Improving Music Education for Hispanic Students
National Hispanic Heritage month recognizes the great contributions made by Hispanic Americans to the United States, as well as Celebrating an amazing culture and heritage.
Today, 55 million people (17 percent of the American population) are of Hispanic origin. This represents a significant increase from the 2000 census which registered the population at 35 million (13 percent of the American population). According to the US census Bureau, there will be 119 million people of Hispanic descent, representing 28.6 percent of the US population, by 2060.
Hispanic heritage is, and will continue to be, part of the backbone of our country. But how have we done in providing Hispanic students with equal opportunity for a quality education—and specifically with regards to music education?
Hispanic communities face educational issues similar to other minority groups, including the need for adequate funding for schools serving minority and disadvantaged students, as well as other issues with a special impact on the community. In some areas, Hispanic Americans have closed the education gap. In 2011, only 14 percent of Hispanic Americans 16- to 24-year-olds were high school dropouts. That is half of the 28 percent level of 2000. However, almost 80 percent of English Language Learners (ELL) are of Hispanic heritage. This impacts a quarter of Hispanic elementary students that are still not proficient in reading. In some states, Hispanic students more than three grade levels behind their peers.
The gap with access to music and arts education is also wide. Only 26 percent of Hispanics ages 18-24 surveyed in 2008 received a music and arts education compared to 59 percent of whites. This falls well short of the intent of federal education law that has worked in tandem with the Civil Rights Act to create equality in education for all students.
Fully Fund ESSA to Create Music By All
ESSA’s definition of music as a “well-rounded subject” should at least give music education more viability in urban or rural areas that struggle to provide it. Beyond that, Congress should fulfill its’ authorizing obligations to ESSA by appropriating full funding for Title I, Title II and Title IV.
Additionally, if we are truly committed to providing greater access to Hispanic students, we must have accurate data on the issue. To this end, NAfME has recommended that the Department of Education (ED) add access and participation rates in music and the arts to the data collection and reporting collected by ED. Any serious future policy initiatives must be driven by solid data on the issue.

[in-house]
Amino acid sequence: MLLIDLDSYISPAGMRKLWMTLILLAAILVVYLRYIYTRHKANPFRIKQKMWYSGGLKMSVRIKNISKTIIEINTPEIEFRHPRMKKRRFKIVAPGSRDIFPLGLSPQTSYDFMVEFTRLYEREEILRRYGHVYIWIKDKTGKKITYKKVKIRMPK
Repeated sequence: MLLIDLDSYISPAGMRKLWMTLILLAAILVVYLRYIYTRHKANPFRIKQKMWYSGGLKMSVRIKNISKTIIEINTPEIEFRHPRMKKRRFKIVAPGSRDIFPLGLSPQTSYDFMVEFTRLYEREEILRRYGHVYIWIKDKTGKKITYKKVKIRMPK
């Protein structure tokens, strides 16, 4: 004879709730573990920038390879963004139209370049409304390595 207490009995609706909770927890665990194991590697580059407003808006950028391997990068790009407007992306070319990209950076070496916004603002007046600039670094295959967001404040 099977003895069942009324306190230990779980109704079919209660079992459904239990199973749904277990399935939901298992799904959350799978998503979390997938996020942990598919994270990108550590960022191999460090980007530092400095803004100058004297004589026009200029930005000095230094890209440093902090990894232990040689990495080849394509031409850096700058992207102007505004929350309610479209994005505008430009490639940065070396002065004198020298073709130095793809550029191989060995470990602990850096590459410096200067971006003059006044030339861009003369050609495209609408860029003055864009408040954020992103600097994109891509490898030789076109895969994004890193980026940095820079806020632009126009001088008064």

Curriculum Diversity and the Higher Education Act
Music curricula must also adapt to our diverse cultures. Today, curricula based on Western classical music tends to dominate music education, both in K-12 and higher education. Of course, it is critical that students continue to receive a music education in this area;band, orchestra, and choir will always be an important component of music education. However, a curriculum solely based on Western methodology can isolate minority students, making it harder for them to learn. For example, studies conducted by Carlos Abril and Kenneth Elpus found that 66 percent of ensemble students were white and only 10 percent were Hispanic. Students for whom English was not their native language only accounted for 9.6 percent of ensemble members.
We also must examine the lack diversity of music educators. According to research by Elpus, 86 percent of music teachers are white. Diverse experiences from a diverse group of music educators will provide students with a more culturally well-rounded education.
Lawmakers on Capitol Hill are hopeful for Higher Education Act Reauthorization next year. This could be an important opportunity to instill some change in the Higher Ed world with a significant impact for K-12 education. NAfME has developed a list of proposals with the hopes of diversifying curricula and encouraging more music educators to teach in disadvantaged areas. Proposals include funding for pilot programs at Institutions of Higher Learning that encourage music education pre-service programs to expand the diversity of music. Additionally, NAfME will push for student loan forgiveness for music educators teaching in disadvantaged areas, putting them on par with math and science teachers who currently receive such benefits.
Celebrate Hispanic Heritage Month by Teaching Music
What are you doing to celebrate Hispanic Heritage Month? Click here for a list of resources to assist in your planning for music education during Hispanic Heritage month.
Tooshar Swain, Policy Advisor, Center for Advocacy, Policy, and Constituency Engagement, September 26, 2016. © National Association for Music Education (NAfME.org)